Crimson Boursault (Alpine Rose).
Banksian; double yellow, from China in 1807.
Musk Rose (Rosa Moschata); used in the East for attar of roses.
The sweet-scented June Rose of many thorns, common to the dooryards of New England and New York.
The Cinnamon Rose; in some parts of England called Whitsuntide, with small flat flowers, and a distinct cinnamon odour.
Scotch Briar, or Burnet-leaved Rose; white and yellow, very fragrant.
Rosa Alba, or Maiden's Blush; an old cottage garden rose; white and pink. This rose is very susceptible to blight, and was not generally an ornament to the garden after June.
The Dog Rose.
The Burgundy Rose.
The Black Rose.
The Fairy and Garland, two miniature Roses that were especially dear to the hearts of children.
If you have set your heart on having Perpetual Roses in the flower garden, plant them in the large beds along the paths, eight or nine feet apart, and two feet in from the edging, so that other flowers may be planted in front of them and they will be hidden after the first of July. This treatment is not meant to be recommended as a particularly beneficial one for Roses, although it does not seem to harm them; if any should succumb they may be easily and cheaply replaced.
Ulrich Brunner is one of the best of the Remontant Roses. Its foliage is particularly healthy and free from insects, and quite thornless; the flowers are a deep cherry-red colour, borne on long stems. It blooms freely in late June, and reblooms in September. The growth of this Rose is strong and vigorous, and the buds open out gradually, lasting for a long time whether left in the garden or cut and put in water. The greatest drawback to this plant is its want of compactness, the canes growing to the length of two feet or more before throwing out buds.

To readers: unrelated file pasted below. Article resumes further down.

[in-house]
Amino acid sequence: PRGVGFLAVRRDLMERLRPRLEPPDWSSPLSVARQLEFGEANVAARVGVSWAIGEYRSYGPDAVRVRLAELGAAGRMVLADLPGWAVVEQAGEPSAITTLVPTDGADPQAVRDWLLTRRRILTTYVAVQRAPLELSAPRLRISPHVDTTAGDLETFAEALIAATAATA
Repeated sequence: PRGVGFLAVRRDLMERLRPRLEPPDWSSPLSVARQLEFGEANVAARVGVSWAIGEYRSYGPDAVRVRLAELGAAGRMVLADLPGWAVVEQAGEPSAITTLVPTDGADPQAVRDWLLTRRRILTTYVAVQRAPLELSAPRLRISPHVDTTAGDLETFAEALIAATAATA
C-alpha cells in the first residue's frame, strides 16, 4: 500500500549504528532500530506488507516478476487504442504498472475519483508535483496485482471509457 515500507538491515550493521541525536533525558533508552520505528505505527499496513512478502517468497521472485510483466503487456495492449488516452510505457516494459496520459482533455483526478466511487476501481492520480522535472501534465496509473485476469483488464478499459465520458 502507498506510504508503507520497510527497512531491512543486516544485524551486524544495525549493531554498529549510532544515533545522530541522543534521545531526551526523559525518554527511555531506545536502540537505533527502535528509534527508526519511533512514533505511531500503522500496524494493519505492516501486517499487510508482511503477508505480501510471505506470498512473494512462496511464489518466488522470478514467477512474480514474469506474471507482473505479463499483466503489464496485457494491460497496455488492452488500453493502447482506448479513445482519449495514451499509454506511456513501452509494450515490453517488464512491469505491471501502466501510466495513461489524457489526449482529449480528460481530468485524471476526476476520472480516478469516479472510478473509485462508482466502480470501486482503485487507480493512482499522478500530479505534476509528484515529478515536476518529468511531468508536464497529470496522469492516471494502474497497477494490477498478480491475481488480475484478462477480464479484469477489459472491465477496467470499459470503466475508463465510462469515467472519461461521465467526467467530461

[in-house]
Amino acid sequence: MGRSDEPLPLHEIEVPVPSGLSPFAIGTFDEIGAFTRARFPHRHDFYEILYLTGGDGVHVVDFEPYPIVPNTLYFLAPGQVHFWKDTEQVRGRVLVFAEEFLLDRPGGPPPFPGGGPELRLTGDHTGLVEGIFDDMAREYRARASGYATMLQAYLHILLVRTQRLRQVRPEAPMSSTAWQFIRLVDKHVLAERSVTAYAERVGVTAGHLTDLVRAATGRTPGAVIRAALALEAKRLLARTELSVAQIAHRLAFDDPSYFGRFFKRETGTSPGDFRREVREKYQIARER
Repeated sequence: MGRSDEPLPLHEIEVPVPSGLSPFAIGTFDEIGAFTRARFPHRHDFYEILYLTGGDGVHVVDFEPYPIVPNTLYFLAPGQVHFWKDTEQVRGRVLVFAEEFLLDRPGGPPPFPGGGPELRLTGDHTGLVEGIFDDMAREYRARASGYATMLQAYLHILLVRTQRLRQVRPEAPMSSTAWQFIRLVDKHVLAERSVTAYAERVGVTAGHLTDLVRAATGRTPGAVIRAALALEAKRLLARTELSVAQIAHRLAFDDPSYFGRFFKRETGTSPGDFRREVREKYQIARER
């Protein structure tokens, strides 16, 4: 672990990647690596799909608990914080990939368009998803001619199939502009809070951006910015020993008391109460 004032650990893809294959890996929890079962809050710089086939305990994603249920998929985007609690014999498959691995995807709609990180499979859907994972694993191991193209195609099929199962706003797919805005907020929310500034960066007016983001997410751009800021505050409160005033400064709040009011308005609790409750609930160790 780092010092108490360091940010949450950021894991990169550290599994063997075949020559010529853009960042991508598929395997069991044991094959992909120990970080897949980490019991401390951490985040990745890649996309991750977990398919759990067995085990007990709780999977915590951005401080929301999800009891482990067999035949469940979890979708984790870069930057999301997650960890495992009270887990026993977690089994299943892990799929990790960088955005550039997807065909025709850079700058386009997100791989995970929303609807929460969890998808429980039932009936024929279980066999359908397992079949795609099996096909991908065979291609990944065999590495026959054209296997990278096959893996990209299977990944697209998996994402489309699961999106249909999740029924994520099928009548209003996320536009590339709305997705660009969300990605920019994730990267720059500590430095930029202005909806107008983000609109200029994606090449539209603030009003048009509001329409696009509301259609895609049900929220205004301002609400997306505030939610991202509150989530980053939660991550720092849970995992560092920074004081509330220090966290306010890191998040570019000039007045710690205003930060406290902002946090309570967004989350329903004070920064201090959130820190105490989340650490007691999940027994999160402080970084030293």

Magna Charta is a good pink Rose that bears many flowers on rather short stems, so close together in fact that they have the effect of clusters. A strong and vigorous grower, very hardy and making a shapely bush in a short time. Cut off the flowers as they begin to fade or they will hinder the growth of the remaining blossoms.
General Jacqueminot is the well known dark red Rose that blooms more brilliantly after a severe freezing, and may be grown without the slightest trouble. The flowers are almost worthless for cutting as they do not hold their colour.
Coquette des Blanches, a hybrid Noisette Rose, but may be considered and used as a Remontant. The flower is white, tinged slightly with pink. It makes a symmetrical bush, and blossoms rather late, prolonging the Rose season. It is hardy and easy to grow.
Paul Neyron, the largest of all the hardy Roses, but rather difficult to bring into bloom successfully on account of the uncertainty of the buds, and the certainty that the insects will destroy them. This Rose will look shabby and uninteresting unless much attention is given it, and its foliage frequently sprayed from the time the leaves begin to appear.